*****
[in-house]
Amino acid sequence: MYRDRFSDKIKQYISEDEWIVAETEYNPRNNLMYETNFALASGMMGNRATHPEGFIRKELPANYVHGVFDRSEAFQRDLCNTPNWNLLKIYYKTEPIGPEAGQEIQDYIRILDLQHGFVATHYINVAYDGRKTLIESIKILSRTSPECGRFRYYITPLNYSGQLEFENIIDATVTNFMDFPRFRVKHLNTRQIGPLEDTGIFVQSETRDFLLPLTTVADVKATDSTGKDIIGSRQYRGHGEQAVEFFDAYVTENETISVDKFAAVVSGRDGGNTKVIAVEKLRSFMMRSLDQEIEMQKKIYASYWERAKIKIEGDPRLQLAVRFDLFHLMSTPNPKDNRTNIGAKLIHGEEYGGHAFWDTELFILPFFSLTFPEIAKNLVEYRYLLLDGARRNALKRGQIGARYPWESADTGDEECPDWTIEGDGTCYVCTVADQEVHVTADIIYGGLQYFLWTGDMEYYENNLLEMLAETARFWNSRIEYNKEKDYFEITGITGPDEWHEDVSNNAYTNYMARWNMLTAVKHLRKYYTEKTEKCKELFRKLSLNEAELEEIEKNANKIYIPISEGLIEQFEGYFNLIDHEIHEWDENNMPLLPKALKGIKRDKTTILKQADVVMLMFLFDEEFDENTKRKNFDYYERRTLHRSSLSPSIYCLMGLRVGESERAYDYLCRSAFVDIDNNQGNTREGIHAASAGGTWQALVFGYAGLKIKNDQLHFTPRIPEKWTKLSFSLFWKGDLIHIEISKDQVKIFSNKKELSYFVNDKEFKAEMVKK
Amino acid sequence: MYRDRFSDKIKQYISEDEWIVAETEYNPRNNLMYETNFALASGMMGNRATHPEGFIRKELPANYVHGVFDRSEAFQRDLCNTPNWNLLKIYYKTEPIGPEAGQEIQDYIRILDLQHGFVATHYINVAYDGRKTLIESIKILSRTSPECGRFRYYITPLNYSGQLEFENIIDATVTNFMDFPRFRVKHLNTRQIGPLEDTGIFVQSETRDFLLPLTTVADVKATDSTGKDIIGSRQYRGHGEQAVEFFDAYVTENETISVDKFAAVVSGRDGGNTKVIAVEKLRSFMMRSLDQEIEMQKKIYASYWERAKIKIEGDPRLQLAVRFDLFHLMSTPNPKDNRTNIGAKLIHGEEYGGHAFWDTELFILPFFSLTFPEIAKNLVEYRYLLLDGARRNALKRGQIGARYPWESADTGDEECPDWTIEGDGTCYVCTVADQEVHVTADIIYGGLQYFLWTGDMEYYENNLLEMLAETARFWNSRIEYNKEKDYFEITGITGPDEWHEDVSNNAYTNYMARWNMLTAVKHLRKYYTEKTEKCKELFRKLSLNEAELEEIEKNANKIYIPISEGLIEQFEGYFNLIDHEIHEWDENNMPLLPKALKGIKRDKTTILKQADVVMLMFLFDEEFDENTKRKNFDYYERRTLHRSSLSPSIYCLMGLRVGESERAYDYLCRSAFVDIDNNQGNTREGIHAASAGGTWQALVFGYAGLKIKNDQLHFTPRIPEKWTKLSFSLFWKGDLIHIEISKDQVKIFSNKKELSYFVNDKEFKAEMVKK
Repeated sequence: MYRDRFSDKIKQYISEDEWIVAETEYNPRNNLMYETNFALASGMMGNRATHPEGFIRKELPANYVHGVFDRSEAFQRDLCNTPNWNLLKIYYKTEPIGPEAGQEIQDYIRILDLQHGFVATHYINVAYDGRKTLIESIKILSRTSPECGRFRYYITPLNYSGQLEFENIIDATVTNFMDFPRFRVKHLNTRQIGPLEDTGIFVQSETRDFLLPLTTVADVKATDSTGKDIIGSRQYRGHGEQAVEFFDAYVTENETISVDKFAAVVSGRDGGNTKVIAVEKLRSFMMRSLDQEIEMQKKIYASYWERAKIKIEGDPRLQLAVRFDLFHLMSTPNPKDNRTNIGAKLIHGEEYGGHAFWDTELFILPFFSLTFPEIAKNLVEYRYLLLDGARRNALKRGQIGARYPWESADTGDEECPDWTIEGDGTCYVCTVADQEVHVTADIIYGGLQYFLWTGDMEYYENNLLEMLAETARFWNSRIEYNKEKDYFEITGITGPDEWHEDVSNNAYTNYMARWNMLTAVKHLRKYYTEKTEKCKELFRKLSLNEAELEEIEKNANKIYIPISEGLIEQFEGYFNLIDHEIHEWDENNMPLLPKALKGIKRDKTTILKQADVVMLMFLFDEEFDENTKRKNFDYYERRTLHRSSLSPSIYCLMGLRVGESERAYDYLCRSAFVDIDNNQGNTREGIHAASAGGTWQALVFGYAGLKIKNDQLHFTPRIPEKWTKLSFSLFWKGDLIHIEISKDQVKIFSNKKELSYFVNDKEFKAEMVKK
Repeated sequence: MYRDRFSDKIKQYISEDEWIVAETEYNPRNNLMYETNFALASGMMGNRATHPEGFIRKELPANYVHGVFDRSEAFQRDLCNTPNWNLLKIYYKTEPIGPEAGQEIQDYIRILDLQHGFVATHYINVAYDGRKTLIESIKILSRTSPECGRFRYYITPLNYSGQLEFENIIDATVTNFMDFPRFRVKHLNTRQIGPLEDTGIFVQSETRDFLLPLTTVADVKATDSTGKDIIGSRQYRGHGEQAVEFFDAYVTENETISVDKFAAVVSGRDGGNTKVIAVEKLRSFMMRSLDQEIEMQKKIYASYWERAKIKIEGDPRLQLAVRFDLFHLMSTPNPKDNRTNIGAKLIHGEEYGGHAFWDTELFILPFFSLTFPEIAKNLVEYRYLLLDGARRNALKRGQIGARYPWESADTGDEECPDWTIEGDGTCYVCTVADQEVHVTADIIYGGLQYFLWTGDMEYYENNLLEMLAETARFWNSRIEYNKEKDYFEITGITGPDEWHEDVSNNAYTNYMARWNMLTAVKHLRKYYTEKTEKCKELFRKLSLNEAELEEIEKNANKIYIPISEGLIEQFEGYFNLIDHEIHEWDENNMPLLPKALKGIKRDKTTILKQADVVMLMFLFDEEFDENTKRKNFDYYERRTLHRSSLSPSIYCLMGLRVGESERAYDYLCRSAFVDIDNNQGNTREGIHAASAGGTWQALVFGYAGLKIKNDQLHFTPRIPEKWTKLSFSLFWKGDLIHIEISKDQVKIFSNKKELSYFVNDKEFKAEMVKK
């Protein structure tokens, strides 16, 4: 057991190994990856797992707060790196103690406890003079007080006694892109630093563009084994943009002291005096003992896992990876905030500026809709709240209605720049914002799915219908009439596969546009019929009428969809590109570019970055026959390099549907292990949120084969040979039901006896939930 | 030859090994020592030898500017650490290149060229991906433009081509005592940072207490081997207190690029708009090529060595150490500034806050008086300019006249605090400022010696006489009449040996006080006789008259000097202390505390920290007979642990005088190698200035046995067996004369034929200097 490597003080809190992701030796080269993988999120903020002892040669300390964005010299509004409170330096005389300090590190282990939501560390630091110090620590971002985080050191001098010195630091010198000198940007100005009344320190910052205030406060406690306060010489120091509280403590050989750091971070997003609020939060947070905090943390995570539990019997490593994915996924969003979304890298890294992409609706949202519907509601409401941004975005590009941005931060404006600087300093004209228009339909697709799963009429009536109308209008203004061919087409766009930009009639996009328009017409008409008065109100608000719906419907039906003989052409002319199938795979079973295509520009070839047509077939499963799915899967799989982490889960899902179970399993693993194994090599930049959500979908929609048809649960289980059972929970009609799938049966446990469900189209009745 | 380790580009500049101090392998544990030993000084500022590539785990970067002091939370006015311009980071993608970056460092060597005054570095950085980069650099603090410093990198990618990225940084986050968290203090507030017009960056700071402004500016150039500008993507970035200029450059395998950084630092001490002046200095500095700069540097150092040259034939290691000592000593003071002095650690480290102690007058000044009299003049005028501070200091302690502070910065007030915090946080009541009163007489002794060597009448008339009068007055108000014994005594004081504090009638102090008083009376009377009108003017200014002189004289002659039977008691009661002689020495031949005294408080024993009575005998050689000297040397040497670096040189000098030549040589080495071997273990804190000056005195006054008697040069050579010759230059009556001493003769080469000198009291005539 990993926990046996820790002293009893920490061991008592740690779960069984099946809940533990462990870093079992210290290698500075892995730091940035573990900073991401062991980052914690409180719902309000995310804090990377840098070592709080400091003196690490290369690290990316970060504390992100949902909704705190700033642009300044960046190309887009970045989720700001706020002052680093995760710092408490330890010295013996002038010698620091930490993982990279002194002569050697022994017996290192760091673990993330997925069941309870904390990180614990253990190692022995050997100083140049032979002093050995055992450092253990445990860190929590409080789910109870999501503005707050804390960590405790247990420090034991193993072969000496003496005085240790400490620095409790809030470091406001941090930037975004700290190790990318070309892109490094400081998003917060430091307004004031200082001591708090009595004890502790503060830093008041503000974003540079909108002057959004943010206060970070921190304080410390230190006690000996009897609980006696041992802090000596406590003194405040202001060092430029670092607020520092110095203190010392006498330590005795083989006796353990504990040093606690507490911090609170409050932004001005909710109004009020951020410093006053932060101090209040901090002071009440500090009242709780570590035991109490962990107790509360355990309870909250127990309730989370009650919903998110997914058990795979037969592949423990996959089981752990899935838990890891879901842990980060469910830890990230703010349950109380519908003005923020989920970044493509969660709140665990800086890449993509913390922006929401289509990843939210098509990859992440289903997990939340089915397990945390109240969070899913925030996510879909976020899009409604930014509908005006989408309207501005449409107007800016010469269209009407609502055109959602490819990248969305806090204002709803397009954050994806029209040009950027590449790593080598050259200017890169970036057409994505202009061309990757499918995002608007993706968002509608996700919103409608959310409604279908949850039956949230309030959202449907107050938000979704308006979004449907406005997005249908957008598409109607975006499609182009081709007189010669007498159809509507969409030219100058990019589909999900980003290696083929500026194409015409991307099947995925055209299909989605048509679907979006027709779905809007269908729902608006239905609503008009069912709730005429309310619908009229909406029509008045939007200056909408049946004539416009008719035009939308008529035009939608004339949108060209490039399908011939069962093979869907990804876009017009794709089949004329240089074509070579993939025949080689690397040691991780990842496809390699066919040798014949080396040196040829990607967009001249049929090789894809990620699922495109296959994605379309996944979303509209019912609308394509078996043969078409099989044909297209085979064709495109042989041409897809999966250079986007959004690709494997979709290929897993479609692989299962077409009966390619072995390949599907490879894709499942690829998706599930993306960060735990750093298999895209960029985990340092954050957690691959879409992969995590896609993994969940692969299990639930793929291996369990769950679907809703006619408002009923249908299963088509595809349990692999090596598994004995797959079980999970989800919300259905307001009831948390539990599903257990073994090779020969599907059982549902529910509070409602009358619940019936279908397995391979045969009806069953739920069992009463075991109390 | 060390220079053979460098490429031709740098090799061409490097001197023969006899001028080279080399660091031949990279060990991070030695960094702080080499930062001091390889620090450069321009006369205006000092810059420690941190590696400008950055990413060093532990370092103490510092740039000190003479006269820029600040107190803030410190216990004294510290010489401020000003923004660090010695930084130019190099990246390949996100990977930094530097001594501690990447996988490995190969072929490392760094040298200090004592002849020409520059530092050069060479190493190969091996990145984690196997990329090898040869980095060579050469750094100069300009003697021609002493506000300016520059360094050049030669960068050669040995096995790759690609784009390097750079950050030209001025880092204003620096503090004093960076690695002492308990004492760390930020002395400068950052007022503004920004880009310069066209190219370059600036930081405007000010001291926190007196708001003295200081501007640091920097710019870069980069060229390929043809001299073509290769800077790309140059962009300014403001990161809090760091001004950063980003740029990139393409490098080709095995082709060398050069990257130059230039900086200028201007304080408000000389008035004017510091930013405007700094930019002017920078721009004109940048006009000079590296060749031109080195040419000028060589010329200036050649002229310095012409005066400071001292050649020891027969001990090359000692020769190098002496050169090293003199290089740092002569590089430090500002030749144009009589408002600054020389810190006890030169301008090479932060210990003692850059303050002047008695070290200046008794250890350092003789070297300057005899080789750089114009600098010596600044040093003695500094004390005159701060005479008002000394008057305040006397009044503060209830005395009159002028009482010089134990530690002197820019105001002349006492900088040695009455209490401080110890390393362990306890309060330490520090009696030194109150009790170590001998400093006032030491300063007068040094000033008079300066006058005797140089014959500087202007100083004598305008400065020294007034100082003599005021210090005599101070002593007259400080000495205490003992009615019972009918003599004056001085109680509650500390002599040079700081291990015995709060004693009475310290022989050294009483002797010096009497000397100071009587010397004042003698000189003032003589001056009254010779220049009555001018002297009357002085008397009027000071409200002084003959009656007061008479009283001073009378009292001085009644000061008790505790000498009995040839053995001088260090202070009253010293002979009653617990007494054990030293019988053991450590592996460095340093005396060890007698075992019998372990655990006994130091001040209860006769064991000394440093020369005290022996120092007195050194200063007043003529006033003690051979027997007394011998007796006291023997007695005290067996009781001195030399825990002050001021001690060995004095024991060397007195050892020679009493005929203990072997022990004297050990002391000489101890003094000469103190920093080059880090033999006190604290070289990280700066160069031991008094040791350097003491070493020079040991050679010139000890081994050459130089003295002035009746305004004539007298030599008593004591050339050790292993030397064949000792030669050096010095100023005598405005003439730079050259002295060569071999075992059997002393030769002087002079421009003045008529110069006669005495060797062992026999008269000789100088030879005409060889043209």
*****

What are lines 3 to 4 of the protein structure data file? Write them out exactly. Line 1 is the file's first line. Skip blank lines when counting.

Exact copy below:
Amino acid sequence: MYRDRFSDKIKQYISEDEWIVAETEYNPRNNLMYETNFALASGMMGNRATHPEGFIRKELPANYVHGVFDRSEAFQRDLCNTPNWNLLKIYYKTEPIGPEAGQEIQDYIRILDLQHGFVATHYINVAYDGRKTLIESIKILSRTSPECGRFRYYITPLNYSGQLEFENIIDATVTNFMDFPRFRVKHLNTRQIGPLEDTGIFVQSETRDFLLPLTTVADVKATDSTGKDIIGSRQYRGHGEQAVEFFDAYVTENETISVDKFAAVVSGRDGGNTKVIAVEKLRSFMMRSLDQEIEMQKKIYASYWERAKIKIEGDPRLQLAVRFDLFHLMSTPNPKDNRTNIGAKLIHGEEYGGHAFWDTELFILPFFSLTFPEIAKNLVEYRYLLLDGARRNALKRGQIGARYPWESADTGDEECPDWTIEGDGTCYVCTVADQEVHVTADIIYGGLQYFLWTGDMEYYENNLLEMLAETARFWNSRIEYNKEKDYFEITGITGPDEWHEDVSNNAYTNYMARWNMLTAVKHLRKYYTEKTEKCKELFRKLSLNEAELEEIEKNANKIYIPISEGLIEQFEGYFNLIDHEIHEWDENNMPLLPKALKGIKRDKTTILKQADVVMLMFLFDEEFDENTKRKNFDYYERRTLHRSSLSPSIYCLMGLRVGESERAYDYLCRSAFVDIDNNQGNTREGIHAASAGGTWQALVFGYAGLKIKNDQLHFTPRIPEKWTKLSFSLFWKGDLIHIEISKDQVKIFSNKKELSYFVNDKEFKAEMVKK
Repeated sequence: MYRDRFSDKIKQYISEDEWIVAETEYNPRNNLMYETNFALASGMMGNRATHPEGFIRKELPANYVHGVFDRSEAFQRDLCNTPNWNLLKIYYKTEPIGPEAGQEIQDYIRILDLQHGFVATHYINVAYDGRKTLIESIKILSRTSPECGRFRYYITPLNYSGQLEFENIIDATVTNFMDFPRFRVKHLNTRQIGPLEDTGIFVQSETRDFLLPLTTVADVKATDSTGKDIIGSRQYRGHGEQAVEFFDAYVTENETISVDKFAAVVSGRDGGNTKVIAVEKLRSFMMRSLDQEIEMQKKIYASYWERAKIKIEGDPRLQLAVRFDLFHLMSTPNPKDNRTNIGAKLIHGEEYGGHAFWDTELFILPFFSLTFPEIAKNLVEYRYLLLDGARRNALKRGQIGARYPWESADTGDEECPDWTIEGDGTCYVCTVADQEVHVTADIIYGGLQYFLWTGDMEYYENNLLEMLAETARFWNSRIEYNKEKDYFEITGITGPDEWHEDVSNNAYTNYMARWNMLTAVKHLRKYYTEKTEKCKELFRKLSLNEAELEEIEKNANKIYIPISEGLIEQFEGYFNLIDHEIHEWDENNMPLLPKALKGIKRDKTTILKQADVVMLMFLFDEEFDENTKRKNFDYYERRTLHRSSLSPSIYCLMGLRVGESERAYDYLCRSAFVDIDNNQGNTREGIHAASAGGTWQALVFGYAGLKIKNDQLHFTPRIPEKWTKLSFSLFWKGDLIHIEISKDQVKIFSNKKELSYFVNDKEFKAEMVKK